Archive for December, 2009

December 29, 2009 3 comments

Putting Country back into Country Music

The Nashville of Porter Wagoner, Patsy Cline, Robert Altman and Tootsies Orchid Lounge has all but vanished – along with a lot of real, traditional Country Music. When Amber Digby made her Grand Ole Opry debut in the Ryman Auditorium on December 19, she put Country back on the Opry stage.

The night before in Austin at Ginny’s Little Longhorn – simply the best honky tonk in Central Texas and anywhere else – Randy Bobo Lindley, her husband and Midnight Flyer band leader, announced to the packed crowd of Amber Fans that “Amber’s gonna put the Country Back into the Opry tomorrow night. ” Tuning into WSM Radio’s Opry show the next night confirmed that when audience whoops and hollers applauded the one song Amber sang – “Silent Night/After the Fight.”

Amber with Justin Trevino, producer and bass

“I’ve know Amber since she was 13-years-old,” said Ronnie Millsap as he introduced her onstage where Emmy Lou Harris had just sung. “Amber is the best young voice in traditional Country Music,” said Milsap who had also recorded  the song Amber sang at the Opry.

Couldn’t ask for more, Amber. Simple, direct and true.

Singing at the Opry one week before Christmas was a homecoming for Amber. Daughter of Dee Digby, who sang harmony with Connie Smith, and Dennis Digby, the bass player in the Loretta Lynn band for almost two decades, Amber grew up in Nashville and began singing and playing piano at age 4 <see her website photos>. She left Nashville for Houston in the early 2000s and has recorded four albums, two of which produced by Justin Trevino.

Amber and Midnight Flyer make it to Ginny’s Little Longhorn about every six weeks.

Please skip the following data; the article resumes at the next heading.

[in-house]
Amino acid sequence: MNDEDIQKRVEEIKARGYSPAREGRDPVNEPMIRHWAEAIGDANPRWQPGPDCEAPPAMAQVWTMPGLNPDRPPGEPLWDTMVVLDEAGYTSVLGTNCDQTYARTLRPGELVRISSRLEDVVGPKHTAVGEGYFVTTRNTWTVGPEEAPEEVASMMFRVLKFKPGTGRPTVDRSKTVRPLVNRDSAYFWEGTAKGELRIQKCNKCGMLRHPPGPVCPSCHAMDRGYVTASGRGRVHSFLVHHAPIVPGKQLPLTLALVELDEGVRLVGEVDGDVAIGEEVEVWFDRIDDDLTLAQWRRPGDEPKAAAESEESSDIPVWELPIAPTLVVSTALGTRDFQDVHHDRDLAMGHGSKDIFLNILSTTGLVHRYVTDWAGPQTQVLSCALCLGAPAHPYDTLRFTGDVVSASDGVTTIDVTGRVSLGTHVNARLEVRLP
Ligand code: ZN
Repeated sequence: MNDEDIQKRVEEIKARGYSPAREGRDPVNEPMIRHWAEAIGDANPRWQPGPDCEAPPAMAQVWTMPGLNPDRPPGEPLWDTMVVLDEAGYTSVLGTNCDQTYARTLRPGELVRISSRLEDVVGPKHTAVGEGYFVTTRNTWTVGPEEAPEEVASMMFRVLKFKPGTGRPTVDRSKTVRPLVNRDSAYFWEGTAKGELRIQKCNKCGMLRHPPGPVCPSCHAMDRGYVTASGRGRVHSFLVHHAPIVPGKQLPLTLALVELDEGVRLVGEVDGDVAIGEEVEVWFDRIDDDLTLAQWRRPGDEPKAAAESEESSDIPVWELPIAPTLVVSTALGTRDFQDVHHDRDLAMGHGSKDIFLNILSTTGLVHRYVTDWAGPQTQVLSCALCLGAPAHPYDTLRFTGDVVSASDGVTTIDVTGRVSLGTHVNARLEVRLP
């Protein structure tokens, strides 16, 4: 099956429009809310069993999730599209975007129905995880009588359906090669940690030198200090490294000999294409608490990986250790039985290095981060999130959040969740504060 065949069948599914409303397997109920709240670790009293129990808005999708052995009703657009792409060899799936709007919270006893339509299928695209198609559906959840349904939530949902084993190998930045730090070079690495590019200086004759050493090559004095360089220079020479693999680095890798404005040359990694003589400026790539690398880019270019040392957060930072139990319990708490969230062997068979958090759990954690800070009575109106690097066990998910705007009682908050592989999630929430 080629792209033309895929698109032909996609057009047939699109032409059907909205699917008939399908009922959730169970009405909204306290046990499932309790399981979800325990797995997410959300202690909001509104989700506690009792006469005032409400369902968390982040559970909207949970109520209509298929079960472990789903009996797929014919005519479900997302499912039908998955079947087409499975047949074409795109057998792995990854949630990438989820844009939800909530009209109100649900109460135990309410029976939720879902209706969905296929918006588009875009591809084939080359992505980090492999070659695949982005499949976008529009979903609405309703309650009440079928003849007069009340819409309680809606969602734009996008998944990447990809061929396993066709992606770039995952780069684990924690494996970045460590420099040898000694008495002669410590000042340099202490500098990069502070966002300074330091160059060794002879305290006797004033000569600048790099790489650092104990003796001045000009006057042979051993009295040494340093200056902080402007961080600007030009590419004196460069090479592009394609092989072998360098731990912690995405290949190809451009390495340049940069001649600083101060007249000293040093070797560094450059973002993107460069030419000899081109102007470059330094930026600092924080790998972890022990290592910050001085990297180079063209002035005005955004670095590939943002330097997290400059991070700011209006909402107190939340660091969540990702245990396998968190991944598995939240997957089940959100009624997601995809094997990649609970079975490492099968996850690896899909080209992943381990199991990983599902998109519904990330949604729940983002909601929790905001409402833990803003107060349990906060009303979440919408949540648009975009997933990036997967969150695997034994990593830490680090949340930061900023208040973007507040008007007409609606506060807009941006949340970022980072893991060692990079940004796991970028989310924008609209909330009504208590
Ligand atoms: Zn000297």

Check their MySpace calendar. Dicky Overbey, Amber’s step dad, plays steel. – Damian O’Grady piano; Ben Collis, bass; and Tom Lewis, drums, round out the Flyers. Go to Amber’s website and MySpace page for Amber Opry Debut photos by Cynthia Coffey whose distinctively personal photos grace Amber’s last two album jackets <website, too>.

See y’all January 16 at Ginny’s in Austin.

Bob Kinney photos taken at Ginny’s on December 18, the night before Amber played the Opry.

Amber sings with Randy's dad

Justin Trevino produced the two most recent Amber albums

Midnight Flyer - led by Randy Lindley, center, guitar

Categories: Country

It’s All Work and No Play

December 11, 2009 1 comment

I wrote this feature article for the Sandusky Register three months after graduating from journalism school at Ohio University. I covered two counties south of Sandusky reporting on news and taking photos.

It’s All Work And No Play

by Bob Kinney

First published in Sandusky Register on June 26, 1969

Celeryville, Ohio – Rosanna Rodriguez is 12 years old.

Every day she takes care of her three brothers and sisters from seven in the morning to five in the afternoon.

She, like the other temporary residents of the Celeryville muck, needs help.

Watching younger brothers and sisters is a full time job … girls like Rosanna grow up early.

“I hope we have a center soon,” Rosanna said as her baby sister squirmed in her arms. “I have to take care of three kids when my mother is working. They’re driving me crazy and they never do what I tell them to.”

The child-woman told the Register, “I never have any fun.”

In another two years Rosanna will be able to leave her full time unpaid babysitting job. But then she’ll spend her summers picking celery nearly every day.